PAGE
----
Yes, you can sue for an intentional tort. The very name of the legal concept indicates that a victim can request compensation from the perpetrator because, in legalese, “tort” means “harm.” Your right to hold a person or company that harmed you accountable cannot be denied.
What Counts as an Intentional Tort?
An intentional tort has two components. First, you must have suffered an injury, death of a family member, or loss of money, property, security, reputation or status. Any such outcome would constitute the tort. Medical bills, repair estimates, receipts, contracts, publications and witness statements can be used as proof of harm.
The second part, and the reason hiring an Ohio intentional tort attorney to help you with your case is essential, is intent. To be liable for committing an intentional tort, a person or company must have acted in ways they knew would or very likely would harm you. Examples could include a person who steals your identity to commit fraud, a person who smashes in your car windows, and a company that continues selling a product it knows will hurt users.
An incomplete list of intentional torts that can merit lawsuits includes
Note that many intentional torts are also crimes. Police reports and law enforcement investigation findings can serve an intentional tort lawsuit plaintiff well.
How Do You Prove Intent?
Convincing a judge or jury that the defendant named in an intentional tort lawsuit acted with intent or with such disregard for the consequence that it amounted to intent is often the most difficult challenge for a plaintiff and his or her lawyer. Methods for collecting evidence of intent differ from case to case, but a skilled Ohio intentional tort attorney will have access to independent investigators and subject matter experts who can be put to work on their client’s behalf.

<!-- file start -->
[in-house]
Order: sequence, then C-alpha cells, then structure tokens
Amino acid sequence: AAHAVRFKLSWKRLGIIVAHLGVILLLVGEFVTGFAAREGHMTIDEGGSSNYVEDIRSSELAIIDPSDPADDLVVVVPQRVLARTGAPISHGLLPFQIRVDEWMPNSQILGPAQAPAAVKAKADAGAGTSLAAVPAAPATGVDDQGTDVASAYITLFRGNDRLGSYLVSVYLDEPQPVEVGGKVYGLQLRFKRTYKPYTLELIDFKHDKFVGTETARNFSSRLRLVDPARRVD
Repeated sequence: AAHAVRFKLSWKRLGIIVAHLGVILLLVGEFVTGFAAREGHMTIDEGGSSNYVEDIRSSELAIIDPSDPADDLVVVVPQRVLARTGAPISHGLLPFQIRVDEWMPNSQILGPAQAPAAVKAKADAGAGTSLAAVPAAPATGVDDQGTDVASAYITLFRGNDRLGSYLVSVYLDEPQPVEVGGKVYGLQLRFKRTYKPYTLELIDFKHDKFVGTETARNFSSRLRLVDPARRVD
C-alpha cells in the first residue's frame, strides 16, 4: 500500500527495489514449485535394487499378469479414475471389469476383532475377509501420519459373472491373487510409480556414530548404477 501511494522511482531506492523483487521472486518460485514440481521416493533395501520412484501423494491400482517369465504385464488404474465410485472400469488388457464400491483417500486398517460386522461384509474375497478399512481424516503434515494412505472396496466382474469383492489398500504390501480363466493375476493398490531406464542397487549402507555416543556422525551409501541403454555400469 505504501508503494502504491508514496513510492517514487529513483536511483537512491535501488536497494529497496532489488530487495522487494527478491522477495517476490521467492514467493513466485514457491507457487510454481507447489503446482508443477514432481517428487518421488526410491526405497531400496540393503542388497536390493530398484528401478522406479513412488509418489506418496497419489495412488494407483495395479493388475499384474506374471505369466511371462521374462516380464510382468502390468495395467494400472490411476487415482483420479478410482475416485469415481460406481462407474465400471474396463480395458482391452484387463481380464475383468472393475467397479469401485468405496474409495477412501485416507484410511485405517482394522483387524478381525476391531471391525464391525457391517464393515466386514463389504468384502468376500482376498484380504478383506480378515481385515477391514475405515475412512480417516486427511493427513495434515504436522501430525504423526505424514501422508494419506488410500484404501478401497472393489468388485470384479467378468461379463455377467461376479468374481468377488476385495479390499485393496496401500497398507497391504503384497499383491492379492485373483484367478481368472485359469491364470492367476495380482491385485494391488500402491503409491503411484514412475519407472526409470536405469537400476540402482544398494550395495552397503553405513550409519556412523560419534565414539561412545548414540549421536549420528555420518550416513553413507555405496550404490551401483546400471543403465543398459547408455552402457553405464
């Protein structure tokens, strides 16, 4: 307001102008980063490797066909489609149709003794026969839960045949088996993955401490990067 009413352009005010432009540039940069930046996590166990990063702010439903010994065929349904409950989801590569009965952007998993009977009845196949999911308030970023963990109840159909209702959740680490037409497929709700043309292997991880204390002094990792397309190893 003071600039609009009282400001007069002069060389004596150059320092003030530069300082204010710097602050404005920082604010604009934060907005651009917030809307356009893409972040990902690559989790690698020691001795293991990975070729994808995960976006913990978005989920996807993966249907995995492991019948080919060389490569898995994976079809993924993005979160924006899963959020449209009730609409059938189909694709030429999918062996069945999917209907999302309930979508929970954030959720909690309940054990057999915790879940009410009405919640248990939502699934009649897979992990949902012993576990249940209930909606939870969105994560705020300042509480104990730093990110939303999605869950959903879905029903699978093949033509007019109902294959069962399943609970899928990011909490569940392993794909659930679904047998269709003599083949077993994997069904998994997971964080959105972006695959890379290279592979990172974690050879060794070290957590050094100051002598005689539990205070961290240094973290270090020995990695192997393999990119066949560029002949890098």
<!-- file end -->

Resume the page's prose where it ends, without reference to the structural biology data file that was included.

What Can Be Claimed in an Intentional Tort Lawsuit?
The short answer is money. Some settlements or court rulings in intentional tort cases will also require defendants to issue public apologies, cease operations, or take specific actions to prevent inflicting similar harm in the future. As for the plaintiff, however, he or she can only expect to receive payments from a person or company found to have inflicted an intentional tort.
Monetary awards for an intentional tort can include
A knowledgeable Ohio intentional tort attorney will know how to calculate and substantiate each of these amounts.
If you believe someone has gone out of their way to harm you, contact the legal team at the Columbus, OH, offices of Agee Clymer Mitchell and Portman. We offer free consultations on intentional tort cases, and you can request an appointment with a lawyer online or by calling (800) 678-3318.